Sweden’s Pirate Party, which hoists a stylized version of the mast a pirate ship as its logo, surprised many by winning at least one, and possibly as many as two seats in the parliament of the European Union. The party, which came in third among Swedish parties, captured a stunning 12% of Swedish male voters, but only 4% of female voters. The Pirate Party was founded in Sweden as an advocacy group for what might loosely be called internet freedom, or the rights of consumers to freely engage in file-sharing. The party grew slowly until the Pirate Bay trial in April of this year, after which membership quadrupled, although there is evidence that it may be now leveling off.
What are the Pirate Party’s political goals? According to its “Declaration of Principles”, the Pirate Party wants nothing less than a sweeping rollback of the intellectual property rights currently held by the copyright and patent holders. Here are the major elements of the Party platform:
• Curtail state and private powers to conduct surveillance on citizens:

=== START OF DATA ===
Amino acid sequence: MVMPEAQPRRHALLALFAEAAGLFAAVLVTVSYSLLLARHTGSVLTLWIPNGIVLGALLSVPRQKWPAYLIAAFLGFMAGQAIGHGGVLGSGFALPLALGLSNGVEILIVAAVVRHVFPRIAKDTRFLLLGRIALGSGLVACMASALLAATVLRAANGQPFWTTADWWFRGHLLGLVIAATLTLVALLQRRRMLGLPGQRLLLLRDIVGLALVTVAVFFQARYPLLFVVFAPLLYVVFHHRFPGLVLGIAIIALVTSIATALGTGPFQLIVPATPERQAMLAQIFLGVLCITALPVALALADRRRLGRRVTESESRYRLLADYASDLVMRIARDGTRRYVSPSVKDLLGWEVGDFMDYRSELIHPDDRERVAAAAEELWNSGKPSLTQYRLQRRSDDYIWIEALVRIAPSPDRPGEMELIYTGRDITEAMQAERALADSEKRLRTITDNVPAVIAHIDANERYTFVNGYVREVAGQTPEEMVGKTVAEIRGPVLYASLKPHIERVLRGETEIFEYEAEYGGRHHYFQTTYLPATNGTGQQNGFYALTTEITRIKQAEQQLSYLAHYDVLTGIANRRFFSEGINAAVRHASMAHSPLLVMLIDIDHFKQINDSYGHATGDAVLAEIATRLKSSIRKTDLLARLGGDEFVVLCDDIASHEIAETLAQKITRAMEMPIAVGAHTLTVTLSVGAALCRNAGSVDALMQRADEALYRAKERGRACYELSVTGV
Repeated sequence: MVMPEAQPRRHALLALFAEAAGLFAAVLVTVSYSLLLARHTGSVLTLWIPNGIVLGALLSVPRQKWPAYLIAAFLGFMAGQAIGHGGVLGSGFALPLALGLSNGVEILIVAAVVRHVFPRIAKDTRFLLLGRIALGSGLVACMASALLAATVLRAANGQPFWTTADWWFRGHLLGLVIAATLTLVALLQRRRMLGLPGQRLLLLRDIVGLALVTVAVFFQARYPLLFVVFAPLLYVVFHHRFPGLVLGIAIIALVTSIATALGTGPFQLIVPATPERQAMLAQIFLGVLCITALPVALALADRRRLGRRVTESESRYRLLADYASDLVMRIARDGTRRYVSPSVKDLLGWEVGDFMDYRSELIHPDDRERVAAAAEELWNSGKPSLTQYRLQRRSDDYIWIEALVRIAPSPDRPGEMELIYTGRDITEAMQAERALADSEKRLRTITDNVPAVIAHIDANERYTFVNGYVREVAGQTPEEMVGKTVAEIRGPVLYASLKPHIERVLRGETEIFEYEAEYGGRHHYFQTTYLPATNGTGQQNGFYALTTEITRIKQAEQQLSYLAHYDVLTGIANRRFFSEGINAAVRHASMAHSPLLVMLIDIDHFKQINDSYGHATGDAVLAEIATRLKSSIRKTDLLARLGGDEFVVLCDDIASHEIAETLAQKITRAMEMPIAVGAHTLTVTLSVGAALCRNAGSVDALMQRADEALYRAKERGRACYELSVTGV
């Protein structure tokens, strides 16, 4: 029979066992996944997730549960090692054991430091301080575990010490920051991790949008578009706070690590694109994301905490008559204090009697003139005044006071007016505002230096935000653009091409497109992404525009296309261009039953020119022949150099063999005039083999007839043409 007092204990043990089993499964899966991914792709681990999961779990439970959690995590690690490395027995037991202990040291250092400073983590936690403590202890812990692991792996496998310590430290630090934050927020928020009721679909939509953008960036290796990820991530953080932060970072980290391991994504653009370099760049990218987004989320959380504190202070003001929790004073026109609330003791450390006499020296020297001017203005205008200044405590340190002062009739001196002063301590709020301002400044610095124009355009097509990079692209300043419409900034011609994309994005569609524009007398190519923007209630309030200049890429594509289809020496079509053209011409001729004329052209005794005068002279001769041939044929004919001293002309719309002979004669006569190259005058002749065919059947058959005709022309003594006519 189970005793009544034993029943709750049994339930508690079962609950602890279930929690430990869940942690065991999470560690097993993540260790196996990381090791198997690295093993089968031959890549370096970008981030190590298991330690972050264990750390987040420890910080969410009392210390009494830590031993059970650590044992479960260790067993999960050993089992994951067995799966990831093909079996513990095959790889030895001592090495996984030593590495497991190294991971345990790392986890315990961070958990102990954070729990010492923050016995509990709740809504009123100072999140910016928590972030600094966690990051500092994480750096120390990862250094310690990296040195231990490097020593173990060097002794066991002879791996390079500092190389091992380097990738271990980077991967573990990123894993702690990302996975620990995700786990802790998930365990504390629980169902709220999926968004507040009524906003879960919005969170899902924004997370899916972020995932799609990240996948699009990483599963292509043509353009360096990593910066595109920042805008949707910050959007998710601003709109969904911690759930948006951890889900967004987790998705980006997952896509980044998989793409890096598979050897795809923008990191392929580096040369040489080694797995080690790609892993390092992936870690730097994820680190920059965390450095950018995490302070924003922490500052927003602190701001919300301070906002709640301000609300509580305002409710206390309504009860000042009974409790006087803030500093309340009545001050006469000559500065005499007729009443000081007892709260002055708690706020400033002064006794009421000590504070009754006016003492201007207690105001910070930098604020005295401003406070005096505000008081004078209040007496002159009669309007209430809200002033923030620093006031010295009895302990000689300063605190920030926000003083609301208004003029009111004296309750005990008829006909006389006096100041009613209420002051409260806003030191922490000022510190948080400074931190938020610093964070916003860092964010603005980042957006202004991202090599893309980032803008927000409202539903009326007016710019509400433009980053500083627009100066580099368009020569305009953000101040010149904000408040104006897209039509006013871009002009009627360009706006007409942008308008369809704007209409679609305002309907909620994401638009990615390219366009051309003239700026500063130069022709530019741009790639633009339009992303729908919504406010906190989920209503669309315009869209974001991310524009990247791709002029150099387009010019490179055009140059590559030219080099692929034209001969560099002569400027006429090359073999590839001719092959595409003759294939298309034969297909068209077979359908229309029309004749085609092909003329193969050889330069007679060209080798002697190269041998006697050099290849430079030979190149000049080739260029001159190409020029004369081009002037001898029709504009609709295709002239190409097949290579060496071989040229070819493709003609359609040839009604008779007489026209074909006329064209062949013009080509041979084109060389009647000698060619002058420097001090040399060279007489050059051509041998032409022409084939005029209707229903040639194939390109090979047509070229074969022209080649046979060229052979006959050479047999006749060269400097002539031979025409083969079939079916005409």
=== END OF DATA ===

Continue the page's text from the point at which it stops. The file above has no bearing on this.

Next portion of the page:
According to the Declaration, “[e]ach citizen must be guaranteed the right to anonymity . . . and the right of the individual to control use of his or her personal data must be strengthened.” Consistent with this principle, the Party opposes “special legislation for terror-related crimes”, because these “nullify due process, and risk being used as a repressive tool against immigrants and dissidents.”
The Party also wants a “general communications secrets act.” According to the Declaration: “Just as it is prohibited to read someone else’s mail, it shall be forbidden to read or access e-mail, SMS or other forms of messages, regardless of the underlying technology or who the operator may be. . . . Employers shall only be allowed to access an employee’s messages if this is absolutely necessary to secure the[ir] technological functionality or in direct connection with the employee’s work-related duties. The government shall only be allowed access in the case of a firm suspicion of a crime being committed by said citizen . . .”
• Reduce copyright protections
Citing the vast storehouses of orphaned copyrighted material held by media companies, the Declaration urges changes in laws to make such material available to the general public. However, the changes it proposes go far beyond what would be necessary to achieve this goal and would create laws that encourage consumer copying and use of “protected” materials.